Staying in touch with the common man in a taxi to Cannes

In a piece that first appeared in Encore, Ralph van Dijk says we need to pay attention to what our intended audiences have to say, a lesson reinforced by a taxi driver in Cannes.

ralph van dijk
I always talk to taxi drivers. They’re economic barometers, radio experts and occasionally, voiceover stars.

They also possess a rare but valuable commodity – they don’t give a flying Falcon about advertising (although one I met recently received rapturous applause on stage at Cannes this year – but more on that later).

They represent the typical consumers who accept the ads-for-entertainment trade-off, but certainly won’t go out of their way to understand obscure creative and absolutely resent any Waterhousian examples of insidious brandwashing. They’ll skip, swipe, cross-out and fast forward whenever possible. But if they can’t avoid the ads, they’d prefer you just got to the point in an interesting way.

Our industry is constantly discovering new and innovative ways to reach and engage with an audience. For about a third of the ad campaigns I judged at Cannes this year, that audience was an awards jury. We had to sit through complicated editing earsores, verbose monologues targeting Germans but inexplicably broadcast in English and of course, the very popular but highly irritating repeated-word-morphs-into-sound-effect ads.

But my fellow judges were brutal, thanks in part to the presence of a taxi driver called Juan. Watch this video to meet Juan:

Juan ensured we awarded the campaigns that not only reached their intended audience, but also managed to overcome its ambivalence through a healthy dose of relevant cleverness. And I’m pleased to say we weren’t the only jury to do so. In almost every category, there were campaigns that demonstrated the new ways brands are connecting to their audiences, either by engaging in more meaningful conversations (e.g. Dove and Coke) or by giving them unforgettable, sharable entertainment (Metro Trains, Smart).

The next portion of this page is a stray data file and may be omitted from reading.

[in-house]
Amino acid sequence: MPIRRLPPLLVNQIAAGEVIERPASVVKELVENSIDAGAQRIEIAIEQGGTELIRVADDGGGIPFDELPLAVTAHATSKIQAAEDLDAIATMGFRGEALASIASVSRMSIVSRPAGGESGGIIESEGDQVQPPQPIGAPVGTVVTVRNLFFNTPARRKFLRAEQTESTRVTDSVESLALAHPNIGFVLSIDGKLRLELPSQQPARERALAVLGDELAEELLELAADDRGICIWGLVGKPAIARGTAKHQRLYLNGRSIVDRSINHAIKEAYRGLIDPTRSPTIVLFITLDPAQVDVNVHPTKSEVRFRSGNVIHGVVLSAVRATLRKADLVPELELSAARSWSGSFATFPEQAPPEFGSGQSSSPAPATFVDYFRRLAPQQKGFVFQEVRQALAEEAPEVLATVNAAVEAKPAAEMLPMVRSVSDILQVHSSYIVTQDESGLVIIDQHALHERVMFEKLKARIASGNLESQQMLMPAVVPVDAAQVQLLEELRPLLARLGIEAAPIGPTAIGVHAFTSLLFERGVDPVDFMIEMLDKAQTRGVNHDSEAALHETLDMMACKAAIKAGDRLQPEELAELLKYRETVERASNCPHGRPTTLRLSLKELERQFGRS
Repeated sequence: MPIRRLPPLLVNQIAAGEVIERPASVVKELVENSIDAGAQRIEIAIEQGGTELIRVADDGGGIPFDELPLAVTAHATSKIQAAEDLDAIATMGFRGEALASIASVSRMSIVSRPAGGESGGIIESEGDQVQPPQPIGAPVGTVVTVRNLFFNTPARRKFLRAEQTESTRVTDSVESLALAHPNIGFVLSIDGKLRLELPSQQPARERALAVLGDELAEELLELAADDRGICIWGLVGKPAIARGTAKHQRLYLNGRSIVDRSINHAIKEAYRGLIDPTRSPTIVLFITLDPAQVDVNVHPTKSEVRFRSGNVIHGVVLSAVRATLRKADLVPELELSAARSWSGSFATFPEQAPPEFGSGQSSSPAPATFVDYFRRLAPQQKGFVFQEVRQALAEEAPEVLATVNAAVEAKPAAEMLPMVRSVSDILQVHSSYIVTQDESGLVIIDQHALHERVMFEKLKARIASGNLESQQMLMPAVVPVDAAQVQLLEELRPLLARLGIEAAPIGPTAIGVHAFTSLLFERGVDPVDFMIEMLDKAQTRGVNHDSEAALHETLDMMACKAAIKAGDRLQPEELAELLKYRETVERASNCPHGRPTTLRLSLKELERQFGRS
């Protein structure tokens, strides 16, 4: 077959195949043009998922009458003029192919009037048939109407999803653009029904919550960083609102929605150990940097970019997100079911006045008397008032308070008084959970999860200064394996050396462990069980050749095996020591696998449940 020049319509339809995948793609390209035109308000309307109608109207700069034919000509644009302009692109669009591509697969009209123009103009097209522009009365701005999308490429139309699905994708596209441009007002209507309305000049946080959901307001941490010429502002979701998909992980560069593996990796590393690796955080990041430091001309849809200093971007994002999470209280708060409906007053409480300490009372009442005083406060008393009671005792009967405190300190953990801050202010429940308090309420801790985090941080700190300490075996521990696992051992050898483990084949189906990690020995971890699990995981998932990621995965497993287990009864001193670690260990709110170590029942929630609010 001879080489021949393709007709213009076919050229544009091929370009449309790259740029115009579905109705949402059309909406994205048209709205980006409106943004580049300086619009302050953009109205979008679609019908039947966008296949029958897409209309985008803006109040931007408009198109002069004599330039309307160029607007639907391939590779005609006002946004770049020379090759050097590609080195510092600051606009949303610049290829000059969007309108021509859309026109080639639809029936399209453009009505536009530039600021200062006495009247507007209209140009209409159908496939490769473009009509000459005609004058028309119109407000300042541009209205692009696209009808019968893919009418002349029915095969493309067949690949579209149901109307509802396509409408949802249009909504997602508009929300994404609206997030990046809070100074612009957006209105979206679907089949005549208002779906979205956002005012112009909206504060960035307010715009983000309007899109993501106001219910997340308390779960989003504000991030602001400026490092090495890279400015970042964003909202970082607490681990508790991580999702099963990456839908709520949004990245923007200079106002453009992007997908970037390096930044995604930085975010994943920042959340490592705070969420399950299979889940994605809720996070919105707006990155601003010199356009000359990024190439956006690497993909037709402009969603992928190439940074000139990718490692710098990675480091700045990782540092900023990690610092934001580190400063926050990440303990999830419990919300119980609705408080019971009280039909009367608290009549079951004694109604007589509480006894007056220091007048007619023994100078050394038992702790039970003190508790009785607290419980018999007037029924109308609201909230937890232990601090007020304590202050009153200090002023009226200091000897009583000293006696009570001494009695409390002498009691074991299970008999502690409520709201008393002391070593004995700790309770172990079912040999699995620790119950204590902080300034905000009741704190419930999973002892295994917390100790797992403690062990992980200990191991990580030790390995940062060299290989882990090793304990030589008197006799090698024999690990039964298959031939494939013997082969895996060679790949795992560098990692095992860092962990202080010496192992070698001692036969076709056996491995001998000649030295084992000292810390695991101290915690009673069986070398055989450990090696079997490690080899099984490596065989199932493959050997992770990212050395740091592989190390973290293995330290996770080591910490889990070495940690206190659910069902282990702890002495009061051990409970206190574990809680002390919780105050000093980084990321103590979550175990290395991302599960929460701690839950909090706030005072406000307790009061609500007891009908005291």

These campaigns were handsomely rewarded in our industry’s most valuable currency; the consumer’s attention, something Juan is a constant reminder of.

Ralph van Dijk is founder of Eardrum UK and Australia, and was president of the radio category at the 2013 Cannes Lions.

Encore Issue 26This story first appeared in the weekly edition of Encore available for iPad and Android tablets. Visit for a preview of the app or click below to download.


  1. Richard Moss
    12 Aug 13
    3:13 pm

  2. A seemingly “Real Life” situation which is actually a manipulation of events to create an atmosphere for your audience in Cannes.

    A man who drives a taxi and listens to some radio ads, is certainly entitled to his opinion, but hardly qualifies as a spokes person for the total, or even the majority of radio listeners anywhere let alone everywhere as you stated; neither does he qualify as an expert radio juror.

    It (and he) is wrong to compare TV and radio, as it is wrong to compare apples and oranges.
    TV does not qualify as easy compared to radio by virtue of images and words, in fact, it is arguable that radio is easier because all you have to do is listen, not watch and listen.

    At its best, radio production is an art and a science, it is second only to literature in stimulating imagination, creating mood and highlighting characterisation.
    Poor or bad radio, is created by obtuse people who either know very little about it, or think they know better than the experts.

    This sort of thing is fun to discuss or enjoy as anecdotal entertainment, but it is making a joke of professional radio production.